Developing Local Food Systems

The central notion of Chinese culture – present in our Zen tradition – is nourishment. Every living being eats, absorbs, and digests. Food is a direct expression of the central wisdom teachings of Buddhism: impermanence and interconnectedness.

Every day we chant: “Myriad labors have brought us this food; know how it comes to us.”

At CMZC, we are proud of our fine and inventive vegetarian cuisine. Already, almost everything we serve is homemade. We continually develop and experiment with food processing and preservation methods such as fermentation, canning, and dehydration. On a daily basis, we make and serve a variety of fresh breads, milk products like yogurt and kefir, and spreads ranging from fruit preserves to different kinds of nut butter.

We use primarily organic ingredients and, in the summer, a good portion of the produce comes from our own vegetable and fruit gardens. We recently added a 2,000 square foot garden plot and are now engaged in cultivating its soil with locally available biomass such as shredded branches from forest mitigation and spent grain from the local brewery. Next, we want to add a greenhouse to extend the growing season and produce fresh food year-round. We are making plans to plant a variety of high-altitude fruit trees and to cultivate bees and chickens.

However, despite our own agricultural efforts, the size of our hospitality business requires us to purchase most of the produce needed to serve three meals a day to the resident practice community and our visiting Zen students and guests. We are aware that we are participating in a food system that through the globalization of trade, labor, and market competition has become industrialized to a degree that causes severe damage to ecosystems and local economies.

How can we participate in food systems, so that they become regenerative rather than degenerative? The common sense answer is: local food!

A food system is a path that food travels from farm to table. It is a meshwork of interconnected activities: growing, harvesting, processing, packaging, transporting, marketing, consuming, and disposing. At each intersection of these activities there are inputs such as attention, water, fertilizer, energy, labor, time, money; and there are outputs, both nourishing and regenerative (the produce with its nutrients, taste, smell, and enjoyment for the consumer and the resulting financial support for the farmer) and degrading and degenerative (all the waste products that pollute and poison our ecosystem from carbon emissions to pesticides).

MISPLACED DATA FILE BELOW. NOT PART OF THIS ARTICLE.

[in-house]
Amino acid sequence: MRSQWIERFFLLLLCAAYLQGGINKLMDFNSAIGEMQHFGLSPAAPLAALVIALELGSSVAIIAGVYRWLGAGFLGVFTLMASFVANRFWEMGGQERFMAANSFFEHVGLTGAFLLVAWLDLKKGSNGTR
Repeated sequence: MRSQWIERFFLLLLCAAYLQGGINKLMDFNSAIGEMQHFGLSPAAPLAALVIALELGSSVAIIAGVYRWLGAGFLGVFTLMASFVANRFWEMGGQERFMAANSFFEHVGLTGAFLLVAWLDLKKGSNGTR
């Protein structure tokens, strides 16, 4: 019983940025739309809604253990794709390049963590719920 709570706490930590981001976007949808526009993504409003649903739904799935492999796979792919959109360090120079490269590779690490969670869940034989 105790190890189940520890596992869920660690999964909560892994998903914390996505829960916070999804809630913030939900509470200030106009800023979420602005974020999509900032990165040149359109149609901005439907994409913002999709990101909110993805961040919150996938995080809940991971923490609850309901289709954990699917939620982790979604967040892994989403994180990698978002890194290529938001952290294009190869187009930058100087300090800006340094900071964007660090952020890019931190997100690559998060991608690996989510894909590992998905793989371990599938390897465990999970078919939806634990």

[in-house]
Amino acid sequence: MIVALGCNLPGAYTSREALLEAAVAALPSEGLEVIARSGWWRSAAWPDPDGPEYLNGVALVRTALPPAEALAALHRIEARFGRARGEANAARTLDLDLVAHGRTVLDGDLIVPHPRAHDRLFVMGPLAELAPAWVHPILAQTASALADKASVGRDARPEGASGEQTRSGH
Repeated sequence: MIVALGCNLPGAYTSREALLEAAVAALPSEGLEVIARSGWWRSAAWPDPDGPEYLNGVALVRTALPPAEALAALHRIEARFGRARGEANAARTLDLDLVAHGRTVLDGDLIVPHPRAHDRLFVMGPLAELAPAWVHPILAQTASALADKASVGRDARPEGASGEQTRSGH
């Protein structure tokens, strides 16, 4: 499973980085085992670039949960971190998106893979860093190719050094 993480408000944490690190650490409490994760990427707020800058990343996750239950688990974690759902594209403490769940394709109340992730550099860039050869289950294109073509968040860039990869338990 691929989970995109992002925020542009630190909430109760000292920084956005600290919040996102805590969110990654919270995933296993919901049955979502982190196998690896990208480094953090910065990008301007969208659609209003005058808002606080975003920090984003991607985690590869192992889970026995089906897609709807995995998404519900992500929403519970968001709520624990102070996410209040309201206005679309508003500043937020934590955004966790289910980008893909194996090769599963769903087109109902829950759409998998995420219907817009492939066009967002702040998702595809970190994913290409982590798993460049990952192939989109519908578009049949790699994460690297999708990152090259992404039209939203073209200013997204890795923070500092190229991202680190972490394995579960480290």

Sourcing food locally allows us to participate more actively and directly with each of the intersections. As a relatively large organization in a poor rural county, our purchasing power has considerable influence, particularly if we can manage to coordinate it with other institutions and individuals.

While local food is not always perfectly regenerative, there are many reasons to support local farmers and consumers in forming mutually supportive structures of cooperation:

  • Local food tastes better because crops are harvested when they are ripe. Processed farmstead products are fresh and hand-crafted with pride for best flavor and texture.
  • Local food is more nourishing because the time between farm and table is shorter. Thus fewer nutrients will be lost.
  • Local food preserves genetic diversity. Industrially grown produce selects few varieties that ripen uniformly and survive machine harvesting, packaging, transport, and storage on the shelf. Locally grown varieties can be selected for optimal fit with the growing season as well as for color and flavor.
  • Local food is safer. The direct personal contact doesn’t allow the farmer to hide behind anonymous systems of profit maximization but instead fosters care and responsibility.
  • Local food supports local economies. Direct marketing cuts out the middlemen and allows farmers to benefit from retail prices that are much higher than wholesale prices.
  • Local food benefits the ecosystem. Well-managed farms protect soil fertility and water sources, and ideally, the whole of the farm environment sequesters rather than emits carbon.
  • Local food supports local resilience and food security. Thriving local farms today make it more likely that they will be around tomorrow. In a time where we don’t know how long we can depend on fossil fuels for producing, packaging, distributing, and storing food, this is of particular importance.